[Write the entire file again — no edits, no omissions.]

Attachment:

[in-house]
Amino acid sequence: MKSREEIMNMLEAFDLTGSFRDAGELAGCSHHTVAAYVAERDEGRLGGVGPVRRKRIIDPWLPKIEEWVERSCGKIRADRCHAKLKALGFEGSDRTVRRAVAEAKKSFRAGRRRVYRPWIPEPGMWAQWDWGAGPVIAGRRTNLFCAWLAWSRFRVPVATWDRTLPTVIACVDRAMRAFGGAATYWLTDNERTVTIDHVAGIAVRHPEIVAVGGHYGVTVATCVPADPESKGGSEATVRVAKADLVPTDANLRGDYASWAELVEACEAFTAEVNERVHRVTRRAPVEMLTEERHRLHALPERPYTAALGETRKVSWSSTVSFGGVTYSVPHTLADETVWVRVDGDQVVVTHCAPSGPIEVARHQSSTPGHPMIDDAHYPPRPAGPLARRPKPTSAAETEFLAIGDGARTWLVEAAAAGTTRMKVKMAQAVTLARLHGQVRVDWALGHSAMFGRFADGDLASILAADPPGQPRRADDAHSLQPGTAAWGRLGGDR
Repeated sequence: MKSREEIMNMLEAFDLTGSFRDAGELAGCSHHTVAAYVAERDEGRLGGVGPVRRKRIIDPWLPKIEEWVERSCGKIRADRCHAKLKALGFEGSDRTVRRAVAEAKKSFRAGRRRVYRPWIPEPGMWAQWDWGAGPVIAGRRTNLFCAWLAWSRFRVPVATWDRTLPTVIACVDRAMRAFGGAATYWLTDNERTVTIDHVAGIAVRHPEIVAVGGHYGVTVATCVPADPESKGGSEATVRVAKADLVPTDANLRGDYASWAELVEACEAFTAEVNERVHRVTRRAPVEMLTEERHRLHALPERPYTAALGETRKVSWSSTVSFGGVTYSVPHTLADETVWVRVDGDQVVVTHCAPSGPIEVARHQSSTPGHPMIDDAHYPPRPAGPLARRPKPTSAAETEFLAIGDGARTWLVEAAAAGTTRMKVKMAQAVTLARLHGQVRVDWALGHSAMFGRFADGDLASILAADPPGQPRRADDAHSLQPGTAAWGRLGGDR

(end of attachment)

[in-house]
Amino acid sequence: MKSREEIMNMLEAFDLTGSFRDAGELAGCSHHTVAAYVAERDEGRLGGVGPVRRKRIIDPWLPKIEEWVERSCGKIRADRCHAKLKALGFEGSDRTVRRAVAEAKKSFRAGRRRVYRPWIPEPGMWAQWDWGAGPVIAGRRTNLFCAWLAWSRFRVPVATWDRTLPTVIACVDRAMRAFGGAATYWLTDNERTVTIDHVAGIAVRHPEIVAVGGHYGVTVATCVPADPESKGGSEATVRVAKADLVPTDANLRGDYASWAELVEACEAFTAEVNERVHRVTRRAPVEMLTEERHRLHALPERPYTAALGETRKVSWSSTVSFGGVTYSVPHTLADETVWVRVDGDQVVVTHCAPSGPIEVARHQSSTPGHPMIDDAHYPPRPAGPLARRPKPTSAAETEFLAIGDGARTWLVEAAAAGTTRMKVKMAQAVTLARLHGQVRVDWALGHSAMFGRFADGDLASILAADPPGQPRRADDAHSLQPGTAAWGRLGGDR
Repeated sequence: MKSREEIMNMLEAFDLTGSFRDAGELAGCSHHTVAAYVAERDEGRLGGVGPVRRKRIIDPWLPKIEEWVERSCGKIRADRCHAKLKALGFEGSDRTVRRAVAEAKKSFRAGRRRVYRPWIPEPGMWAQWDWGAGPVIAGRRTNLFCAWLAWSRFRVPVATWDRTLPTVIACVDRAMRAFGGAATYWLTDNERTVTIDHVAGIAVRHPEIVAVGGHYGVTVATCVPADPESKGGSEATVRVAKADLVPTDANLRGDYASWAELVEACEAFTAEVNERVHRVTRRAPVEMLTEERHRLHALPERPYTAALGETRKVSWSSTVSFGGVTYSVPHTLADETVWVRVDGDQVVVTHCAPSGPIEVARHQSSTPGHPMIDDAHYPPRPAGPLARRPKPTSAAETEFLAIGDGARTWLVEAAAAGTTRMKVKMAQAVTLARLHGQVRVDWALGHSAMFGRFADGDLASILAADPPGQPRRADDAHSLQPGTAAWGRLGGDR